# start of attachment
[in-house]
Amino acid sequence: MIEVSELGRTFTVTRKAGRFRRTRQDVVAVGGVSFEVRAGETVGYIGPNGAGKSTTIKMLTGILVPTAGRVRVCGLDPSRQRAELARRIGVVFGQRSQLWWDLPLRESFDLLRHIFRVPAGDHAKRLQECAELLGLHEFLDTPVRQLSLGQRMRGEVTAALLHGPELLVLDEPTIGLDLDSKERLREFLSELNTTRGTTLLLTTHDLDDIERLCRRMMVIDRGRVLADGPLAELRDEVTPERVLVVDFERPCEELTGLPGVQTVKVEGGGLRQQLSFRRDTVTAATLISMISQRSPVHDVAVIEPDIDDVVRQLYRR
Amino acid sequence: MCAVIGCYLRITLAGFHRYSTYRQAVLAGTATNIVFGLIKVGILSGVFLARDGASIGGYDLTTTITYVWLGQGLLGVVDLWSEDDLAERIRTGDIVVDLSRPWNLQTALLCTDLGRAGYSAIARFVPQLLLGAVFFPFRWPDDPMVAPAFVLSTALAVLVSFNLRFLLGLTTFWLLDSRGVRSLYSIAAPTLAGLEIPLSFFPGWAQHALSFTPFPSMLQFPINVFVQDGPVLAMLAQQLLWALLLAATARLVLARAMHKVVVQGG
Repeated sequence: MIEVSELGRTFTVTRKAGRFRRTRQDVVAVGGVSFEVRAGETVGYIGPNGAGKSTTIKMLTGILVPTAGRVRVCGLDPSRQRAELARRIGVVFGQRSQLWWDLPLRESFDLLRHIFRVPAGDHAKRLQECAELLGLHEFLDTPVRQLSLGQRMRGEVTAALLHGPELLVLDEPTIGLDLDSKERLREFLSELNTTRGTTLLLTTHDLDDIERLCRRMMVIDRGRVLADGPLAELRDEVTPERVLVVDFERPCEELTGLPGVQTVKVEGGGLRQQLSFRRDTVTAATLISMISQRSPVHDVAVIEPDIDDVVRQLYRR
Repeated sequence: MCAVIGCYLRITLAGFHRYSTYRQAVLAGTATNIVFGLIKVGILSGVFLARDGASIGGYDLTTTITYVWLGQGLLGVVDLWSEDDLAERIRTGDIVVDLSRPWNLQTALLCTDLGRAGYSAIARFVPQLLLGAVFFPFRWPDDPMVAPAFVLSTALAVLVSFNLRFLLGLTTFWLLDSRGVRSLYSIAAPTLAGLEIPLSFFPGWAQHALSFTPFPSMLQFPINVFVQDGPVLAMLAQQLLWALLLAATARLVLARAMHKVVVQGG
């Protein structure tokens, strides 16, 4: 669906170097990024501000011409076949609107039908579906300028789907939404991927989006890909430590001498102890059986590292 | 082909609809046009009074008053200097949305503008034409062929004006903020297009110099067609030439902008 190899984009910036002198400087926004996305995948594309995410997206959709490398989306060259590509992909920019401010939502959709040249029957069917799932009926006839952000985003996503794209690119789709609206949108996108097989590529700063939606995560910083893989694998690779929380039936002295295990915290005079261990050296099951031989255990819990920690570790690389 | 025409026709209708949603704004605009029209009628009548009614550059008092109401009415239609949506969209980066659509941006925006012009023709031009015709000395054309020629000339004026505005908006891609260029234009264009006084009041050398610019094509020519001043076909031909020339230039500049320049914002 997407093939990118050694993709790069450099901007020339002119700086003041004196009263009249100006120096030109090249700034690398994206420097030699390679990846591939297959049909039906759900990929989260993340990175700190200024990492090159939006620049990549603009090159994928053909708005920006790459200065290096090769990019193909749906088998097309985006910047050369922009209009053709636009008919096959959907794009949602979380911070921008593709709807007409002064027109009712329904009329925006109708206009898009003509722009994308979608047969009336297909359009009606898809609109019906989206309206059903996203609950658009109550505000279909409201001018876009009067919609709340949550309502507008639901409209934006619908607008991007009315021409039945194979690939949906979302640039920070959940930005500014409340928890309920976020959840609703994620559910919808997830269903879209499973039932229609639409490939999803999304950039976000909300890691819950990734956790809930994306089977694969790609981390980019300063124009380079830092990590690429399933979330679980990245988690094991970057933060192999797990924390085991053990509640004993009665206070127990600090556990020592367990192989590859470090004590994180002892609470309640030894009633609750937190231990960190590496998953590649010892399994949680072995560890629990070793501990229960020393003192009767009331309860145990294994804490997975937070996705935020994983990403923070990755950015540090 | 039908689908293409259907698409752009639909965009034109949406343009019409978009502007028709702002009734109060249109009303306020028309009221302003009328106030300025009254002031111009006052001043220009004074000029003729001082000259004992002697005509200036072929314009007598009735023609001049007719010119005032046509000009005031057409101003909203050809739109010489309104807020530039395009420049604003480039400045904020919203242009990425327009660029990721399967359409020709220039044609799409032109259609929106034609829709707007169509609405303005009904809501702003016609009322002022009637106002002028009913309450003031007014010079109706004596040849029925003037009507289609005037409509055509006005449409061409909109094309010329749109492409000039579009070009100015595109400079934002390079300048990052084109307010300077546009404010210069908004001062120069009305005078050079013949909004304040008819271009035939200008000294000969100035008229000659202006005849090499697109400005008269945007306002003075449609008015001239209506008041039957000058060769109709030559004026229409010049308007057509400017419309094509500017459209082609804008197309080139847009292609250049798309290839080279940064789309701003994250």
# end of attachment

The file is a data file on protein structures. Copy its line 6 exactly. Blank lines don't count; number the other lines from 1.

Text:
């Protein structure tokens, strides 16, 4: 669906170097990024501000011409076949609107039908579906300028789907939404991927989006890909430590001498102890059986590292 | 082909609809046009009074008053200097949305503008034409062929004006903020297009110099067609030439902008 190899984009910036002198400087926004996305995948594309995410997206959709490398989306060259590509992909920019401010939502959709040249029957069917799932009926006839952000985003996503794209690119789709609206949108996108097989590529700063939606995560910083893989694998690779929380039936002295295990915290005079261990050296099951031989255990819990920690570790690389 | 025409026709209708949603704004605009029209009628009548009614550059008092109401009415239609949506969209980066659509941006925006012009023709031009015709000395054309020629000339004026505005908006891609260029234009264009006084009041050398610019094509020519001043076909031909020339230039500049320049914002 997407093939990118050694993709790069450099901007020339002119700086003041004196009263009249100006120096030109090249700034690398994206420097030699390679990846591939297959049909039906759900990929989260993340990175700190200024990492090159939006620049990549603009090159994928053909708005920006790459200065290096090769990019193909749906088998097309985006910047050369922009209009053709636009008919096959959907794009949602979380911070921008593709709807007409002064027109009712329904009329925006109708206009898009003509722009994308979608047969009336297909359009009606898809609109019906989206309206059903996203609950658009109550505000279909409201001018876009009067919609709340949550309502507008639901409209934006619908607008991007009315021409039945194979690939949906979302640039920070959940930005500014409340928890309920976020959840609703994620559910919808997830269903879209499973039932229609639409490939999803999304950039976000909300890691819950990734956790809930994306089977694969790609981390980019300063124009380079830092990590690429399933979330679980990245988690094991970057933060192999797990924390085991053990509640004993009665206070127990600090556990020592367990192989590859470090004590994180002892609470309640030894009633609750937190231990960190590496998953590649010892399994949680072995560890629990070793501990229960020393003192009767009331309860145990294994804490997975937070996705935020994983990403923070990755950015540090 | 039908689908293409259907698409752009639909965009034109949406343009019409978009502007028709702002009734109060249109009303306020028309009221302003009328106030300025009254002031111009006052001043220009004074000029003729001082000259004992002697005509200036072929314009007598009735023609001049007719010119005032046509000009005031057409101003909203050809739109010489309104807020530039395009420049604003480039400045904020919203242009990425327009660029990721399967359409020709220039044609799409032109259609929106034609829709707007169509609405303005009904809501702003016609009322002022009637106002002028009913309450003031007014010079109706004596040849029925003037009507289609005037409509055509006005449409061409909109094309010329749109492409000039579009070009100015595109400079934002390079300048990052084109307010300077546009404010210069908004001062120069009305005078050079013949909004304040008819271009035939200008000294000969100035008229000659202006005849090499697109400005008269945007306002003075449609008015001239209506008041039957000058060769109709030559004026229409010049308007057509400017419309094509500017459209082609804008197309080139847009292609250049798309290839080279940064789309701003994250």